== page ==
AT&T is pausing plans to bring high-speed fiber networks to 100 cities in the United States until the rules of net neutrality are set.
At a conference on Wednesday, AT&T CEO and chairman Randall Stephenson told investors the US carrier is going to wait and see how the net neutrality battle ends -- namely, how Internet service providers (ISPs) will be required to regulate web traffic -- before carrying on with fiber broadband installation for consumers.
"We can't go out and invest that kind of money deploying fiber to 100 cities not knowing under what rules those investments will be governed," Stephenson said, as reported by Reuters. "We think it is prudent to just pause and make sure we have line of sight and understanding as to what those rules would look like."
See also: FCC pushes back against Obama on net neutrality
The principle of net neutrality revolves around the idea of treating all Internet traffic in exactly the same way. The US Federal Communications Commission (FCC) is currently deciding on future regulation, but a decision has been delayed due to the attention the issue has received.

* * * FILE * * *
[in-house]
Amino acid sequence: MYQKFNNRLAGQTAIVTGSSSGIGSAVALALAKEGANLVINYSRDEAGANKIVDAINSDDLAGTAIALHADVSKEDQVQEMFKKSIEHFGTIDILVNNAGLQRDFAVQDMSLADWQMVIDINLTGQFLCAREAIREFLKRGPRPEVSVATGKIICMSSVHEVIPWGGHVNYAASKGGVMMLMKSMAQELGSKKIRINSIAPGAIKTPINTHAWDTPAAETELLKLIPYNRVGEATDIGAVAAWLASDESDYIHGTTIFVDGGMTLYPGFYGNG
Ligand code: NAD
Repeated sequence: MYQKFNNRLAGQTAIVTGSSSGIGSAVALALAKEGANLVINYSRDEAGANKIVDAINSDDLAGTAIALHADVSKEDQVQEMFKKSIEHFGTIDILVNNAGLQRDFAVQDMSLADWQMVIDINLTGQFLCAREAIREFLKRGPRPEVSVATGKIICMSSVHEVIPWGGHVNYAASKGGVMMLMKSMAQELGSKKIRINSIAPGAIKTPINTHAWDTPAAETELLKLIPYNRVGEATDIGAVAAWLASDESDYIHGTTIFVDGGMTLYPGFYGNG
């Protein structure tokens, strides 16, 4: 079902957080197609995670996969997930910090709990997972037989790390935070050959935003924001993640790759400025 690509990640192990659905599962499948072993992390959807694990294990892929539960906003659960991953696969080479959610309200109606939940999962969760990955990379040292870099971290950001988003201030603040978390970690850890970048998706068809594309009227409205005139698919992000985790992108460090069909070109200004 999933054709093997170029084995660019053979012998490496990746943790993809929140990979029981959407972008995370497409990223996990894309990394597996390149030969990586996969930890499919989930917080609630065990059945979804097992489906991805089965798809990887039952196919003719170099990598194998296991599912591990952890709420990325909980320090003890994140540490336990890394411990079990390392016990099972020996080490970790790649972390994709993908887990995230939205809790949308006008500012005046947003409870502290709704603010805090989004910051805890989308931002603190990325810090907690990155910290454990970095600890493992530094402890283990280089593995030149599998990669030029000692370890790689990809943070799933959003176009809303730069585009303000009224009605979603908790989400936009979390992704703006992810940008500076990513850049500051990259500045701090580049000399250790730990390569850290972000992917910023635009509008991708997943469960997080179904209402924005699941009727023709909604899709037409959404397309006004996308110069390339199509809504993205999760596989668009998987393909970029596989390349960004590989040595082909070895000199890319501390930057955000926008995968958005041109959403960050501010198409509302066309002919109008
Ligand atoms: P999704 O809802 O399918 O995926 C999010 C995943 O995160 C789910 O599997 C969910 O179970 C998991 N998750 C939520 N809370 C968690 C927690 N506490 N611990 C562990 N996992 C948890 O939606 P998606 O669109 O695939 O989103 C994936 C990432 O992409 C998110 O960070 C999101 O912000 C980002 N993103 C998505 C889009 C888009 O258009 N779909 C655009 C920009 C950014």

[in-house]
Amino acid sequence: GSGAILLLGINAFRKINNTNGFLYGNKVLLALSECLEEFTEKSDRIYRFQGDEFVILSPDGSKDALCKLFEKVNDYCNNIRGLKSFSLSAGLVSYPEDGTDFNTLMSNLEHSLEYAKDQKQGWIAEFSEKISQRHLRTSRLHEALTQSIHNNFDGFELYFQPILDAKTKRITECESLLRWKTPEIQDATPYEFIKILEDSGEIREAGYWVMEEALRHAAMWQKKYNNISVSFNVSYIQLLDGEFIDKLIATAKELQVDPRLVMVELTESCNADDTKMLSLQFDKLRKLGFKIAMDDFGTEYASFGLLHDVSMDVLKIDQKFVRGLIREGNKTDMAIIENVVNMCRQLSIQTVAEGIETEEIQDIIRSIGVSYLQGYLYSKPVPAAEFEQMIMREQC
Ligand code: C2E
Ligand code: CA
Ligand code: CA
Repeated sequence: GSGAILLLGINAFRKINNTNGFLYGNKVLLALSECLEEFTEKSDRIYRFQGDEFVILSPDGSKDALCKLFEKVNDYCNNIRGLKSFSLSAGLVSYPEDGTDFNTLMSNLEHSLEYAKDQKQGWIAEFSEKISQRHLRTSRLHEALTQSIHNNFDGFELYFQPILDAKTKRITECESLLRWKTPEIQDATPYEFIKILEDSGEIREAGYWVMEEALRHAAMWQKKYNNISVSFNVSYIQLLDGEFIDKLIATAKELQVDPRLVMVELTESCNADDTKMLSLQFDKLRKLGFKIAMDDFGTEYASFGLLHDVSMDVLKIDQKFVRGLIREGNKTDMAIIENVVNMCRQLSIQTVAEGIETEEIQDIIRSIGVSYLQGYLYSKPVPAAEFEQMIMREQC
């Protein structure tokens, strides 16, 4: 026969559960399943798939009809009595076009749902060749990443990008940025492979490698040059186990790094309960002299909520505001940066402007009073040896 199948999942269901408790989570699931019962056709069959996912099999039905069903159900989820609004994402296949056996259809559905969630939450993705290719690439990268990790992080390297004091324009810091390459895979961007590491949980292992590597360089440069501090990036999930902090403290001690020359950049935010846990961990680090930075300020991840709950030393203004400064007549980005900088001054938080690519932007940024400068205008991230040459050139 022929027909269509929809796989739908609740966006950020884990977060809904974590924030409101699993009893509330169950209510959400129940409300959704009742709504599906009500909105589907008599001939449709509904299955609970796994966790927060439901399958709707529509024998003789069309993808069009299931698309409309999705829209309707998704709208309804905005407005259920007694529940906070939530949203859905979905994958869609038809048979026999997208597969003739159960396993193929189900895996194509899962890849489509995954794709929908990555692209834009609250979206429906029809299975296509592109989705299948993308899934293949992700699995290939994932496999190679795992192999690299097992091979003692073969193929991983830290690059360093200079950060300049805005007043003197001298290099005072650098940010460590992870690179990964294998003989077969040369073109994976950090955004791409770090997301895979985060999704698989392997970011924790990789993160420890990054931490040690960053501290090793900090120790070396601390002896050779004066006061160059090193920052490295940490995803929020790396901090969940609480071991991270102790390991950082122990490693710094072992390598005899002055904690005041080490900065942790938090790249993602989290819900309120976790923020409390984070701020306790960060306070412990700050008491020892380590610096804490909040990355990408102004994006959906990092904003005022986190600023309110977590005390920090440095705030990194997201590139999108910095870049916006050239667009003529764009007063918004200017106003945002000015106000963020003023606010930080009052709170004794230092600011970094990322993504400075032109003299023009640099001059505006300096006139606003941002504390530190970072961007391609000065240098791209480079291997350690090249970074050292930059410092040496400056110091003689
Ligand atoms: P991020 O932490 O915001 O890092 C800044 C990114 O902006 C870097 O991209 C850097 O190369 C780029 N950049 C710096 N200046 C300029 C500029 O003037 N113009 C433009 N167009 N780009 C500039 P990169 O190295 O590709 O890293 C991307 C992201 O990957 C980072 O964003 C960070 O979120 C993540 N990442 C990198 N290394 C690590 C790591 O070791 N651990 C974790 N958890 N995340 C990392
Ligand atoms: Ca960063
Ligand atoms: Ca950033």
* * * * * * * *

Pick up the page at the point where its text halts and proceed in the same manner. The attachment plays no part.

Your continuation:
This week, US President Obama publicly declared his support for net neutrality, saying that Internet access should be reclassified as a utility and "vital service" -- which would stop plans by ISPs to offer fast-lane traffic services in their tracks.
Internet priority lane support could see content providers paying extra to ISPs in order to maintain acceptable levels of speed when subscribers are watching media through the Web. Critics argue that this could lead to anti-competitive throttling of speeds by ISPs in order to promote their own content and disadvantage rivals, whereas supporters of the idea say better service could be granted to content creators if preferential speed lanes are permitted.
President Obama has called on the FCC to create tougher laws forbidding this idea. However, in a recent meeting with executives from companies including Google and Yahoo, FCC Chairman Tom Wheeler politely reminded attendees that the agency was independent, and a solution has to take into account not only the president's wishes, but the concerns of the general public and Internet service providers.
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